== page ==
The car that changed the world has been installed in the famous glass 'tank' outside front of the Design Museum in London, within sight of Tower Bridge.
This display of the Ford Model T by the Design Museum recognises the significance of the vehicle as the first car to be assembled on a moving production line, helping to turn America into an industrial economy and mobile society.
This 1910 example of the Ford Model T has been provided by the Ford Heritage Collection, which is based further down the River Thames from the Design Museum at the Ford Dagenham plant. The car will be on display until April 20.
Model T is 100 years old
The Model T, affectionately known as the "Tin Lizzie", was launched in October 1908, and rapidly became the world’s best-selling car. Made in Detroit in the US, at Ford’s first British factory at Trafford Park, in Manchester, and other sites worldwide, it dominated the motoring scene for almost 20 years. More than 15 million Model Ts were built in Detroit alone, before the very last example of all - the 15,007, 033rd car - was assembled on 27 May 1927.
The original design, simple and robust, was based around a 2.9-litre four-cylinder engine developing 22bhp, which was matched to a two-speed epicyclic transmission. The 100in wheelbase frame ran on front and rear transverse leaf spring suspension. Like many other cars of the period, there was a drum brake on the transmission shaft and lever-operated drum brakes on the rear wheels only.
The first cars were assembled at Piquette Park in Detroit but Ford opened a new factory at Highland Park in 1911, where there was space for expansion. Early production Model Ts were open top Touring Cars, but optional body styles, including Roadsters, Coupes and Town Cars were added to the range and even commercial versions followed. Originally ticketed at $850, the price of a Model T was driven down as Henry Ford proved that simplicity and volume would make them less and less expensive to build.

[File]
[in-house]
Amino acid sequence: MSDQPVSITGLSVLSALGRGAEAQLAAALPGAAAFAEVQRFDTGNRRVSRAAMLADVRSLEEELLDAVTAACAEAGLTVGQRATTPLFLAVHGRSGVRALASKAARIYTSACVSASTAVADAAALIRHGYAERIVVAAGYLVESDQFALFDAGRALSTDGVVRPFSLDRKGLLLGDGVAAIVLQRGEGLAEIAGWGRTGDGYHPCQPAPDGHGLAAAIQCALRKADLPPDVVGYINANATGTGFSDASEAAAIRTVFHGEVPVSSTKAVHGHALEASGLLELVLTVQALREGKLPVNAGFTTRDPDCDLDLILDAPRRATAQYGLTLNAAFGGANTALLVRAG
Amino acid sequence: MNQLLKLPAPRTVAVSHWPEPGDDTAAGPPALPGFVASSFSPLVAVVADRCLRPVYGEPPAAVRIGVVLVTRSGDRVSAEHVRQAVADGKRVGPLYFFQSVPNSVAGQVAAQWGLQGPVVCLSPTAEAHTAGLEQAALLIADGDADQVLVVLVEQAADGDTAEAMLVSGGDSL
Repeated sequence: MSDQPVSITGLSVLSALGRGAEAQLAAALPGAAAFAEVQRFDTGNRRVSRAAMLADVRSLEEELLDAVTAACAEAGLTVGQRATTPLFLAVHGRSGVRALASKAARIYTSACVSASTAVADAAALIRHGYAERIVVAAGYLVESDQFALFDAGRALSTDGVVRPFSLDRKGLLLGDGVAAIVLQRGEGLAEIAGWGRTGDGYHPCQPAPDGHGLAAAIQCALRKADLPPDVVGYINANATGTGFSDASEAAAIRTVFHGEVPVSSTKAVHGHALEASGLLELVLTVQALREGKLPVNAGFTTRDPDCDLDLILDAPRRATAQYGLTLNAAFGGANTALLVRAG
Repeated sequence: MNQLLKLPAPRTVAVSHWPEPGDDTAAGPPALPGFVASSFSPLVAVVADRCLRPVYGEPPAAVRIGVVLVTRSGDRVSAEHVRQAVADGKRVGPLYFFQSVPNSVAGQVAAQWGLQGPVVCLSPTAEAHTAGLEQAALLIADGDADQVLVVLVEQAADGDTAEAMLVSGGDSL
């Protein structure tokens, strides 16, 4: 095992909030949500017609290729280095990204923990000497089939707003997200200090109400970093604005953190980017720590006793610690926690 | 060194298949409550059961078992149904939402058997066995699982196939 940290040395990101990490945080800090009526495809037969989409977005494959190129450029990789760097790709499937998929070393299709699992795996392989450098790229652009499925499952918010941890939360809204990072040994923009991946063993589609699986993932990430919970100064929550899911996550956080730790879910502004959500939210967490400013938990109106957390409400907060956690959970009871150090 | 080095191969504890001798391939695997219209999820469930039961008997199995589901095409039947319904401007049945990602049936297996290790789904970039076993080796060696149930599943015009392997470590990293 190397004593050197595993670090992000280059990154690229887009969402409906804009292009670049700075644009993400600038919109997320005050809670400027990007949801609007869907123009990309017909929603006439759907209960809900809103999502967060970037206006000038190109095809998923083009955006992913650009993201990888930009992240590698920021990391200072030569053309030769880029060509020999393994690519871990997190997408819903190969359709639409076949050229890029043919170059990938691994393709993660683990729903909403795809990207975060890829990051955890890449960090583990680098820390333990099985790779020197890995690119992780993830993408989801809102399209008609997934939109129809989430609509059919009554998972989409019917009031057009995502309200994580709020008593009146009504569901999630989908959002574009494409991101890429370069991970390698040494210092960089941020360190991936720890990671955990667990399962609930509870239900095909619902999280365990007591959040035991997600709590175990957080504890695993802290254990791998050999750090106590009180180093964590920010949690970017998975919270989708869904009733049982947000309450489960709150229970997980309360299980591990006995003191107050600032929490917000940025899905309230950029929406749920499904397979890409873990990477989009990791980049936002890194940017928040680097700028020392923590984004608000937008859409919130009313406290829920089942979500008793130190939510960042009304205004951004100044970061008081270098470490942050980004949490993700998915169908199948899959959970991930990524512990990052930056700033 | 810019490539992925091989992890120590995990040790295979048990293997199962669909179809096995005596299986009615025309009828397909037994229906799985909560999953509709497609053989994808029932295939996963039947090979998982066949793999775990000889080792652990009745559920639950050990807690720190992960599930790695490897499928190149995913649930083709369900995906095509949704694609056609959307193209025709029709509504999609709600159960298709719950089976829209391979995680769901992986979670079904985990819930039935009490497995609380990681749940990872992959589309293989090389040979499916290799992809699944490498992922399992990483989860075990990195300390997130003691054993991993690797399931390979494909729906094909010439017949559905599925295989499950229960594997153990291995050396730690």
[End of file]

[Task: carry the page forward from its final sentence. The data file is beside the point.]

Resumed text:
The world’s first moving assembly line for building cars was installed at Highland Park in 1913. Before this, it had taken 12.5 man-hours to assemble a Model T - this was reduced to not more than 1.5 man-hours. For several years the car was only available with black paintwork because the available black paint dried faster than any other known shade. In this period, Ford also increased its wages - the new rate, of $5 a day, was much higher than that offered by rival concerns. This meant that workers could soon afford to buy their own Model Ts.
Prices reduced dramatically
By 1917, selling prices of the Runabout had been slashed to $345, while the Touring Car cost $360. The list of featured equipment grew - electric instead of oil-lit headlamps arrived in 1915, demountable wheel rims and an electric starter motor became optional in 1919.
Sales and production rose sharply. Nearly 250,000 cars were produced in 1914, more than one million followed in 1920, and in 1925, when demand was at its peak, almost two million Model Ts of all types left the assembly lines. Prices reached an all-time record low in 1925, when a buyer could purchase a Model T Runabout for just $260 (which was less than a third of the original price in 1909).
The first British-built Ford
The Model T was the very first British-built Ford, with the first-ever example being assembled at Trafford Park on 23 October 1911. It was Britain’s best selling car for many years in the 1920s. More than 300,000 cars were built at Trafford Park before production closed in August 1927.
British-built Model Ts built up a fine reputation, in peace and in war. During the First World War, Ts provided the chassis for scout cars, machine gun carriers, and particularly for ambulances, this type eventually being built at more than 100 vehicles a day. Until the newly imposed "horsepower tax" hit the Model T hard, it often commanded more than 40 per cent of the UK market. Many Model Ts survive to this day, specialised clubs cater for the brand all around the world, and some of the mechanical parts are still available for rebuilds and restoration.Published 7 April 2008